Marketing is a Science, Not an Art
With the wealth of information online Barb contends the new moment of truth is now far earlier in the buying process. As a result of the shift in the moment of truth, companies need to change the way they focus their marketing efforts.
A few of the things I learned:
- Keep a finger on the pulse: Now more than ever, it’s easier to find out what’s on everyone’s minds. Using tools like Google Trends, marketers know exactly what the world is talking about at any given moment. This allows businesses to be more responsive to consumers’ needs than ever before.
- Test, Analyze, Iterate: Google has an interesting business philosophy. They don’t roll out finished products…they roll out products that are 75% complete so users can test and give feedback. In this way, Google allows their consumers to determine the best products for the market place. Businesses have to be more flexible and adapt quicker than ever before, and the Google model proves that these qualities make for an effective strategy.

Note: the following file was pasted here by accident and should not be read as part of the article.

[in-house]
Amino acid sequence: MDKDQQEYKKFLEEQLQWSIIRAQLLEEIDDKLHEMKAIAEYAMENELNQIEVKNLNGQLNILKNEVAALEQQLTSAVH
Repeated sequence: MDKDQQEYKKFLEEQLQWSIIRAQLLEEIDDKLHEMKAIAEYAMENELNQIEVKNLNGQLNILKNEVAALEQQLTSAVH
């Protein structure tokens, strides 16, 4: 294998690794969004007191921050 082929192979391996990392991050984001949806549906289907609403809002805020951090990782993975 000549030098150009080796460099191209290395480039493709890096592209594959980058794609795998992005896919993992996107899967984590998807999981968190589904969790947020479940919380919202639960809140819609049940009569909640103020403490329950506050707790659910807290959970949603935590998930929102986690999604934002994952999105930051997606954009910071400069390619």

- Mobile IS the future: Some of the facts on the growth of mobile search are staggering. Five years from now, mobile search will outpace desktop search. Marketing professionals can no longer ignore the need for mobile marketing. If they do, it’s at their own peril.
- Marketing is a science, not an art: Because of the advanced resources and information at our fingertips, targeted marketing is easier to boil down to a simple formula than ever. The growth of analytics allows marketing teams to cater their efforts down to the individual, and this capability only makes marketing departments more efficient and effective.
I found Barb Gilles to be an incredibly thought-provoking speaker. The tools Google creates to track and monitor marketing efforts are changing the ways all marketers do business. I’m excited to take these lessons back to Roundpeg, and I look forward to helping build the company into an even more flexible, efficient business in the future.